It’s February! Are you all sticking to any resolutions? My initial resolution, to read more frequently, was interrupted by my attention span. However, I’ve actually been using my synthesizers a lot! I consider it an even trade. I’m going to try another resolution, a February resolution – I’m resolving to play this month’s game! I love Metroid and despite my considerate amount of Game Boy playing I’ve just never gotten around to playing Metroid II! That changes this month!
Peter is our contributor this month and it’s his second time! He’s got a whole lot to say so I’m just going to shut up now and go toast a bagel.
“Peter II: The Return of Metroid II: The Return of Samus
First, thanks to Rick for allowing me to choose this month’s game, my second selection since becoming a member of this fine community. Just as with my last selection (Motocross Maniacs), I wanted to choose a game with which I had actual experience as a child. Unlike Motocross Maniacs, I did not own Metroid II. I borrowed it from my friend Tim. Tim’s family (or maybe just his father) made somewhat frequent trips to Hong Kong and so he always had a bunch of cool stuff and was always kind enough to share.
Its funny the things that you can remember from your childhood and the varying levels of detail around those memories. Metroid II is one of those funny things for me. I first played it while at my friend Tim’s house for his birthday party. It stands out in my head despite being a relatively non-descript party. I remember that I was late, though I cannot remember why. I remember when I got there I had Domino’s Pizza for the first time (which I am still surprised about because I’m from Staten Island and you just don’t eat Domino’s here). Tim showed me his Gameboy 400 in 1 cart that he had gotten from Hong Kong. There was a little rubber button on the back you would push to switch games. It was cool, but something else had caught my eye – Metroid II: Return of Samus.
I loved Metroid for the NES. I had made my own maps and would explore that game for hours and hours looking for new hidden items or new pathways to make the game easier/more difficult to explore. I had to try Metroid II. I fired it up and was hooked. Tim was kind enough to let me borrow it. I remember struggling with the final boss until I beat it one morning on the car ride to church. I returned the game to Tim. Since then, I have only played it 1.5 other times.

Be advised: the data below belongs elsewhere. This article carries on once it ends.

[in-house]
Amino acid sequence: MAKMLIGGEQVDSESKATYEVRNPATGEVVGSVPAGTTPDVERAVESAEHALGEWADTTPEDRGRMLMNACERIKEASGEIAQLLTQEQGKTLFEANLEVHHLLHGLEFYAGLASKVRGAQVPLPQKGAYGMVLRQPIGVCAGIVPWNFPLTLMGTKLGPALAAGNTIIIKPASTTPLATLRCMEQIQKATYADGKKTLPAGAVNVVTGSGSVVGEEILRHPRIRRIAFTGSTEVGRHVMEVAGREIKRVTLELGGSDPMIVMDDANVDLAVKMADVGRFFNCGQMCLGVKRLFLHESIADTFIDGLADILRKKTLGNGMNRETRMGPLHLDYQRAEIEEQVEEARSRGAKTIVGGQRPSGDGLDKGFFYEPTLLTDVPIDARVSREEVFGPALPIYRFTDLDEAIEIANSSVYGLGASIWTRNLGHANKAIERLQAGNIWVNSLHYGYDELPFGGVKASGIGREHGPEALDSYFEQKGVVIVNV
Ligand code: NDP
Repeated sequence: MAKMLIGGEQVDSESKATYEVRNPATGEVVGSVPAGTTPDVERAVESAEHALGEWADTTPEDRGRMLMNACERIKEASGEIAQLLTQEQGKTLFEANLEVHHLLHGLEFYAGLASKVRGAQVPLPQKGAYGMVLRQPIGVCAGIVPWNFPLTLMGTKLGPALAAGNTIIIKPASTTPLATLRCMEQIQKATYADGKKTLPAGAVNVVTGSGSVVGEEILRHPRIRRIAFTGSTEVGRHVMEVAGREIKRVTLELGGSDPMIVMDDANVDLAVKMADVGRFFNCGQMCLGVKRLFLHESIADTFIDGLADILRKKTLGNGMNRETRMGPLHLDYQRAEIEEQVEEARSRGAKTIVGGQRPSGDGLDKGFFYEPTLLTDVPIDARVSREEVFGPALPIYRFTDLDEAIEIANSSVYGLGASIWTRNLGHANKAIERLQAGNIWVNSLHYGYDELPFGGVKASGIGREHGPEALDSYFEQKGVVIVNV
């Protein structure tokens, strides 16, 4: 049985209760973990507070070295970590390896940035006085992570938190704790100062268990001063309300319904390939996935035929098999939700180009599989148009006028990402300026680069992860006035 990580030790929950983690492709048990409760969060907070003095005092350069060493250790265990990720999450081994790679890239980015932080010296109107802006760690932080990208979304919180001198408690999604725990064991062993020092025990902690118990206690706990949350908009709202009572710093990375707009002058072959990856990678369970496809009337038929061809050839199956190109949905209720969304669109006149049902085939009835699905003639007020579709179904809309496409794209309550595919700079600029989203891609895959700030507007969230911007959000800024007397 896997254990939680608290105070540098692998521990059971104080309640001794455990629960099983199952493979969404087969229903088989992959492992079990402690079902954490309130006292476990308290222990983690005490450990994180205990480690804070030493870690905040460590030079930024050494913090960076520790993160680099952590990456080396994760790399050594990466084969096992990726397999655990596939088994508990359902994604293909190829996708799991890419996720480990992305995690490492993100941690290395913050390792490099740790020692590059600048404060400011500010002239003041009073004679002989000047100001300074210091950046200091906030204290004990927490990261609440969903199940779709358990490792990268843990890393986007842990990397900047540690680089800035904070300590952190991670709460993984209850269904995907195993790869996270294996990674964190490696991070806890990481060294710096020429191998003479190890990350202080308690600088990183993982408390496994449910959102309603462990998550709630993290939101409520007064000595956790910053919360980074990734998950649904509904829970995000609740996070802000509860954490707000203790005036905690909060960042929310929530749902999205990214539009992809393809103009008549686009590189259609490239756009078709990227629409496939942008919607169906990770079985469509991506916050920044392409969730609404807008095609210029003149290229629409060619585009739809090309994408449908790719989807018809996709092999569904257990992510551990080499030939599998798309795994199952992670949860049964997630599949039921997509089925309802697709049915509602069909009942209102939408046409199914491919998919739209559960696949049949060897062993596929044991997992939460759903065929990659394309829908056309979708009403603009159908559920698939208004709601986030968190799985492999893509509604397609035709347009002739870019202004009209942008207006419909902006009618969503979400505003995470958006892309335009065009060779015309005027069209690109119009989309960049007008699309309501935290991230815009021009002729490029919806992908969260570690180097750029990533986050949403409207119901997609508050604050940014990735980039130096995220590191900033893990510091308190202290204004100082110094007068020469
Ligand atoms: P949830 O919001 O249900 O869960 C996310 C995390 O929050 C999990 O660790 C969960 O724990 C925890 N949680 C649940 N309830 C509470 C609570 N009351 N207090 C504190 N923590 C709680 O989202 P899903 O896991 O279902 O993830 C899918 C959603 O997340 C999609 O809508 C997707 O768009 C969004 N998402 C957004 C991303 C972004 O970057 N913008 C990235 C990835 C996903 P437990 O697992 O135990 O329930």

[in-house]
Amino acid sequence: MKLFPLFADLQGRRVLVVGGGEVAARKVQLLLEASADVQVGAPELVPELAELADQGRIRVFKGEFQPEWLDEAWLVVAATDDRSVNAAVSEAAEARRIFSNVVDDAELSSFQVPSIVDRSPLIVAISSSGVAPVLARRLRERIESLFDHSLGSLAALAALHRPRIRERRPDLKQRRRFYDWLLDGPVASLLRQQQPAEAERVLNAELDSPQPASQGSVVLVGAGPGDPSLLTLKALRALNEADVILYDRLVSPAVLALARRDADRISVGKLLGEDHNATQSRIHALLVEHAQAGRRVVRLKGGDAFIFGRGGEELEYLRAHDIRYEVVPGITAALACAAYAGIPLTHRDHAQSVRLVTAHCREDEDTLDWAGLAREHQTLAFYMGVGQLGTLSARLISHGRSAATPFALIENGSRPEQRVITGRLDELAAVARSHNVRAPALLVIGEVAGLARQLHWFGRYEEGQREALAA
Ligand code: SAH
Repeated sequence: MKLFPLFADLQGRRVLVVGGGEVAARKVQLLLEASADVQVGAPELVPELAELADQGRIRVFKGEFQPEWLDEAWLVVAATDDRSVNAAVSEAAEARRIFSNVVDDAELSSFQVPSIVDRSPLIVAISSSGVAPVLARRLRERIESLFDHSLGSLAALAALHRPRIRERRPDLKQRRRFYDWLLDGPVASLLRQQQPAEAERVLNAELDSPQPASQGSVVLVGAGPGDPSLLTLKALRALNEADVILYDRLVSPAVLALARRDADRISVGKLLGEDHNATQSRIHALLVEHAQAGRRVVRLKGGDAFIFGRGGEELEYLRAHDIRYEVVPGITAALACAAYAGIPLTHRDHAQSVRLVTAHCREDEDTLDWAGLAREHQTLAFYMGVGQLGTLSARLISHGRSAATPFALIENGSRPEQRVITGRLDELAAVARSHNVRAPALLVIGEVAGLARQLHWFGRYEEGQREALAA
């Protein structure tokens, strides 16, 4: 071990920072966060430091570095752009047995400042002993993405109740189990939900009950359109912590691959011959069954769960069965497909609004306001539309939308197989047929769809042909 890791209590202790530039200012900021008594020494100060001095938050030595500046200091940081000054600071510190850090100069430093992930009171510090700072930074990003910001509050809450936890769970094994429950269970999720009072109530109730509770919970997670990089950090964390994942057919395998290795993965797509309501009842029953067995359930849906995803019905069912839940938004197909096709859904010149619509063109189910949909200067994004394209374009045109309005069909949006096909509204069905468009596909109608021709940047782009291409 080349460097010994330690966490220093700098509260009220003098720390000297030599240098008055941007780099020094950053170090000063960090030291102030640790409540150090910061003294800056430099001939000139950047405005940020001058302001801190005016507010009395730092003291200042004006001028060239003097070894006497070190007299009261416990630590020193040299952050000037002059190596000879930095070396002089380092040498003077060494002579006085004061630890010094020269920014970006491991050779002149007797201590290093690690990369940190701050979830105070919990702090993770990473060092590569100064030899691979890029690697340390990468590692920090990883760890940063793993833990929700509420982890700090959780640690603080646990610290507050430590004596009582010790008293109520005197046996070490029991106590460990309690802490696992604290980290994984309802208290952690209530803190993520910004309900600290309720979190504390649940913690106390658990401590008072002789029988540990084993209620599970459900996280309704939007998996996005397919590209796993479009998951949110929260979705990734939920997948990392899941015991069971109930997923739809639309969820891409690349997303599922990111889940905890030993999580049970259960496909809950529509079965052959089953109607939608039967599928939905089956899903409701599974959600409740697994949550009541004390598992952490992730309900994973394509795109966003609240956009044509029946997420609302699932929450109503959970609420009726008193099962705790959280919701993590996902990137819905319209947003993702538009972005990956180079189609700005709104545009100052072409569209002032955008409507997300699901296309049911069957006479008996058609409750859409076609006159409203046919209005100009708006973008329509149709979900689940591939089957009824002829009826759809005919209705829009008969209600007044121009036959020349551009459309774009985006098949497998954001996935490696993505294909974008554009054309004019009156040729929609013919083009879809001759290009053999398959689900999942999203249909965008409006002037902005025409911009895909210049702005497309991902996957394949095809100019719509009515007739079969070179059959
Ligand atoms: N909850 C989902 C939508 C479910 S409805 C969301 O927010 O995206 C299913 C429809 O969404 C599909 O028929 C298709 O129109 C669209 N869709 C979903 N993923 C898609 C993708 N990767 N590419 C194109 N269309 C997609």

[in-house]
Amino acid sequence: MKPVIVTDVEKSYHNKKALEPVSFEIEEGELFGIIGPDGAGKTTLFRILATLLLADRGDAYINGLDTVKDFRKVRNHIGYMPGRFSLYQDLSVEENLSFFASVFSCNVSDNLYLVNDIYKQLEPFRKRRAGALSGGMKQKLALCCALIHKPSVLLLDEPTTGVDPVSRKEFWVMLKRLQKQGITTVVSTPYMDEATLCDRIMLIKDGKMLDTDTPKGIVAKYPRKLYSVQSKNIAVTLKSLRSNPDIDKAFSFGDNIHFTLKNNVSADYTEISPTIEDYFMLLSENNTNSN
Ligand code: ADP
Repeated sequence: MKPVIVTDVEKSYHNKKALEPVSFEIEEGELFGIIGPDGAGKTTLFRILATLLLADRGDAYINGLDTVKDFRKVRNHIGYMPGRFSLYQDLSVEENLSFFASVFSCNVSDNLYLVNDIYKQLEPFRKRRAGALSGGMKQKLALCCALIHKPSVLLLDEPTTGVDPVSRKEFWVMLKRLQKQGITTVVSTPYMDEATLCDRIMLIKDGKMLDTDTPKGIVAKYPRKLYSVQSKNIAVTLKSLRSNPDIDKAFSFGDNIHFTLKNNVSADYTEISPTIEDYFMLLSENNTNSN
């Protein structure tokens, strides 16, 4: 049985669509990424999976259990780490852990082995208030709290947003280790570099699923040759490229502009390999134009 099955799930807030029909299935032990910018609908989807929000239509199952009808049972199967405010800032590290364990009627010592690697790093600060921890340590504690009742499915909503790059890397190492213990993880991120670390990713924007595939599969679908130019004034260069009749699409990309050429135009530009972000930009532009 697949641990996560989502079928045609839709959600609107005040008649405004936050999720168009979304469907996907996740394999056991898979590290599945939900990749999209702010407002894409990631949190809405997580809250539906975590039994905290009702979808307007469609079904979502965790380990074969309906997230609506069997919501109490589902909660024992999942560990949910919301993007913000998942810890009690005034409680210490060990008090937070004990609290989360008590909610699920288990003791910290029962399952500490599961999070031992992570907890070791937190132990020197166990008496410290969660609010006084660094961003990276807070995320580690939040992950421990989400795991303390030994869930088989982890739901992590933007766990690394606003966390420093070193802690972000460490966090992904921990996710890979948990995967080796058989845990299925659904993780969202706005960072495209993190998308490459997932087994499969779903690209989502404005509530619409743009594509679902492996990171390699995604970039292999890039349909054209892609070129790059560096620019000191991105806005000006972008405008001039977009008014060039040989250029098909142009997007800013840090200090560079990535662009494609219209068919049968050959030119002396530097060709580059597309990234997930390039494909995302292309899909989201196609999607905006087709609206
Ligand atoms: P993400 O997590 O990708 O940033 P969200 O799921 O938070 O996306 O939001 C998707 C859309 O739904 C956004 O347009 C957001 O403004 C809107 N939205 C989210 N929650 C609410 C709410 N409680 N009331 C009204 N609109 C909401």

Tim’s family used to live near the coastline. When Sandy hit in 2012, I went down to help with the cleanup efforts. I went to his block and started cleaning up around his house when Tim came up to also help by his old home. I hadn’t spoken to him in at least 10 years, but it was good to see my old friend. It made me think of this game (among others) and I played through it one more time, the only other time I had played through the game. I say I had played it 1.5 times because I did also play the (very good, IMO) 3DS remake.
Enough strolling down memory lane. Let’s talk about the game itself. Much like the first Metroid, you start off with no real direction; you just go places you can reach until you encounter your first Metroid… except it’s not like a regular Metroid. It comes out of a Metroid shell and is attacking you rather than trying to suck out your energy. A few missiles and boom, it’s gone and the little Metroid counter on your screen goes down by one. And just like that, you know what the goal of the game is: kill all of the Metroids. You reach certain parts where you cannot go lower because of lava until you kill a certain number of Metroids. Then there is an earthquake and the lava level lowers allowing you to progress. The Metroids themselves also become more difficult until you reach the final boss, which is one of my favorite boss fights in all of Metroid. You then encounter the last Metroid in one of the best storytelling moments of any game in the series, all without any words. Just an absolute masterpiece of a game, one of my favorites from the entire series.
Given the hardware constraints, it’s unsurprisingly the most linear of any entry in the Metroid series (but not too far behind Fusion), though you can still find yourself getting turned around a fair bit if you are not careful. The sound effects are good, though the music is a bit disappointing. Not only does it lack that true banger that most Metroid games have (sometimes more than one), there are long periods of silence and other periods of just noise. The graphics are among the best that the console has to offer. The sprites are a good size and well detailed, especially Samus, most notably with the Varia suit. The story and pacing are excellent. Controls are tight, though sometimes maintaining the Space Jump is difficult. The new weapons created new styles of puzzles that didn’t exist in the original and many of the items and innovations in this game were carried forward into future entries in the series.
The game has a special color palette built into the GBC hardware. I’ve never played it in color before so for my third full play through, I will be taking advantage of that color palette. I hope you enjoy it as much as I did.”
It was cinnamon raisin with cream cheese and maple veggie sausage. –IF